Posted by: Jo | July 6, 2012

Total Forgiveness

Face to Face with Jesus (Part 3 of 10)

“They will see his face, and his name will be on their foreheads.” (Revelation 22:4)

imageThis is the third week of looking deeply into the stories that involve people coming face to face with Jesus and today the encounter is between two persons from very different backgrounds and who have vastly different expectations of what this meeting will bring about. On the one hand we have Simon. Simon is very sure of himself, a member of the Pharisees who prides himself on keeping the law, an expert at pointing out to others where they fall short. On the other hand we have a woman who is described as having lived, “a sinful life” (probably a prostitute), a woman with no delusions about herself and who exhibits a clear understanding of her need for forgiveness.

Their story is found in Luke 7: 36 – 50

We are intrigued why this arrogant Pharisee would invite Jesus to dinner in the first place. Is it just curiosity? Perhaps to once for all prove Jesus to be a false prophet? Does he invite his friends so they can witness how he can belittle this upstart? Or does he in some way want to justify himself to Jesus and show what a good keeper of the law he is? Probably we have seen all these approaches still being evident in how Jesus is sought out today. We come across the curious, who sometimes just leave it at that, not bothering to spend time to discover his great love for them. We have come across the scoffers, who cannot believe who Jesus really is and want to tell others howimage deluded believers are, and we frequently come across the self-righteous who can quickly justify to everybody what a virtuous life they lead, so have no need for a Saviour.

The dinner party is suddenly interrupted by an uninvited guest and we marvel at the audacity of this woman, who in a time where women were not asked at all to eat with men and whose dubious life style would exclude her from any self-respecting company, suddenly appears on the scene. By her very actions we know she is not classified by the above approaches to Jesus. Here is a woman (who we probably think has already listened to Jesus’ and been aware of his loving compassion for all) breaking all cultural laws, flinging herself at Jesus feet and by her very actions, begging for forgiveness. Everything about this beautiful picture is saturated with love. The woman’s tears reveal how her heart has been touched by Jesus’ love. Her gratitude is bound up in her gift of the perfume, a loving extravagant gift, perhaps one she was saving for herself. Even her action of wiping Jesus’ feet with her hair, is a humble declaration of love. We cannot read this story and be untouched. We have a sudden urge to kneel down with her at our Master’s feet.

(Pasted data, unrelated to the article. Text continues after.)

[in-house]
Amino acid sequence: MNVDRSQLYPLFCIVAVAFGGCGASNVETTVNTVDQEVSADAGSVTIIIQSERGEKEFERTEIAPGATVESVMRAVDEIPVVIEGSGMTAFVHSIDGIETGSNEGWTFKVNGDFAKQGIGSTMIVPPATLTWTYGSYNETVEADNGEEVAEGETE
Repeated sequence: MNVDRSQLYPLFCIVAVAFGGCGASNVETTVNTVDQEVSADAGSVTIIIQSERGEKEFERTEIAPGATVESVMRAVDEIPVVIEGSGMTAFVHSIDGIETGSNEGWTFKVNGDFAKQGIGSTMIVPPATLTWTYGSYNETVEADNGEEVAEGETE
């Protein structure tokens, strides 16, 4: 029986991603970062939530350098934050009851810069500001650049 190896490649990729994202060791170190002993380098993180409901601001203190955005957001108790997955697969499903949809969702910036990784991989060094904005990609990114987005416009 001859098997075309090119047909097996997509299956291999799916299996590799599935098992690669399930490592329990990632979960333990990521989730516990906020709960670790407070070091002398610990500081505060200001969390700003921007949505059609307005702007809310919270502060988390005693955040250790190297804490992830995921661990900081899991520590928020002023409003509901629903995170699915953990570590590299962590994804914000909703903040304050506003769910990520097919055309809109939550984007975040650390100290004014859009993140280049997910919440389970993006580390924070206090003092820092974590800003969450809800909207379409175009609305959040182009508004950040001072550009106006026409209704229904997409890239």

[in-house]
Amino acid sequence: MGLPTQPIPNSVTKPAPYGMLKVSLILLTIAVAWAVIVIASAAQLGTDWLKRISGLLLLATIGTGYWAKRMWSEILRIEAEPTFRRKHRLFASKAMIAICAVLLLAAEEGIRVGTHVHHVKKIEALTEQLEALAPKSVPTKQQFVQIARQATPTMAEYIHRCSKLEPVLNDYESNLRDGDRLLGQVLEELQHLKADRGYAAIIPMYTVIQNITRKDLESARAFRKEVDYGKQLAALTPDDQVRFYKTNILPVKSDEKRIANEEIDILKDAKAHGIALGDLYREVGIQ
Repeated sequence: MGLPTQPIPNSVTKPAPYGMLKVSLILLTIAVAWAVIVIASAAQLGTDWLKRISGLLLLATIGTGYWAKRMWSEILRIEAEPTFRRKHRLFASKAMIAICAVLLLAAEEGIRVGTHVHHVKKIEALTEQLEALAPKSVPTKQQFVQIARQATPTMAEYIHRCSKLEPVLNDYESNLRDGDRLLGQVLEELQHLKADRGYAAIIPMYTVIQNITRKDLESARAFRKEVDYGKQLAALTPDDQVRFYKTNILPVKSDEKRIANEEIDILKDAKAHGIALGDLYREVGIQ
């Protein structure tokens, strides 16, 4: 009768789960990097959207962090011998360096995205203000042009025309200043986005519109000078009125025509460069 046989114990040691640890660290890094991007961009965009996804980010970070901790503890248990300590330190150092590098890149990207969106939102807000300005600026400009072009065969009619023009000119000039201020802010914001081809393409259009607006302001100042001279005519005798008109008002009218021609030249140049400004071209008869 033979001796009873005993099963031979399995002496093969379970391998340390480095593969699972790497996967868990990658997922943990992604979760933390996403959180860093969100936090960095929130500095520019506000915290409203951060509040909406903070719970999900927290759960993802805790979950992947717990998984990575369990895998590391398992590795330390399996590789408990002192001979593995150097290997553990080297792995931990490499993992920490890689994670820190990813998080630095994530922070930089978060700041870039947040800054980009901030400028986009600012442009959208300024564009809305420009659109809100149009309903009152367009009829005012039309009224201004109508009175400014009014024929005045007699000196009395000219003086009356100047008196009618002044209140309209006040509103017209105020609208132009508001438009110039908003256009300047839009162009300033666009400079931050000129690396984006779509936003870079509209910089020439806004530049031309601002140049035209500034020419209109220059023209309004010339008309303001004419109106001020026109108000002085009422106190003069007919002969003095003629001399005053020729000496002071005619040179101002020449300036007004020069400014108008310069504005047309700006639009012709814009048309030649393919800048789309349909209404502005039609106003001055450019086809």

Simon and his guests are horrified and immediately jump to the conclusion that imageJesus cannot be the one every one is saying he is. Surely he should be condemning this sinner. His parable about the money lender brings a grudging reply from Simon, but his loving words,”…Your sins are forgiven” (Luke 7:48) angers those present who would rather see the woman punished than forgiven. Imagine the effect those words had on the woman. Perhaps words she had heard long ago drifted back to her,

“The Lord is near to all who call on him, to all who call on him in truth. He fulfills the desires of those who fear him; he hears their cry and saves them.”

Psalm 145:18 – 19….Jesus’ last gift to the woman is to grant her peace,

“..Your faith has saved you; go in peace.” Luke 7:50

Total forgiveness means just that. Peace that passes all understanding.

Personal Reflection

What messages of love, forgiveness and tolerance can we take away from this story for our own lives?

Do you get a pang of pity for Simon who came so close to seeing Jesus face to face and did not recognise him as his Saviour?

What was clouding his vision?

Next week we mingle with the crowd around Jesus and witness a dramatic healing of a woman and then go with the disciples and be amazed as Jesus raises a little girl from the dead.

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Responses

  1. Thanks Jo. You always seem to come up with a new way of looking at things. God bless, Mary.

    Like


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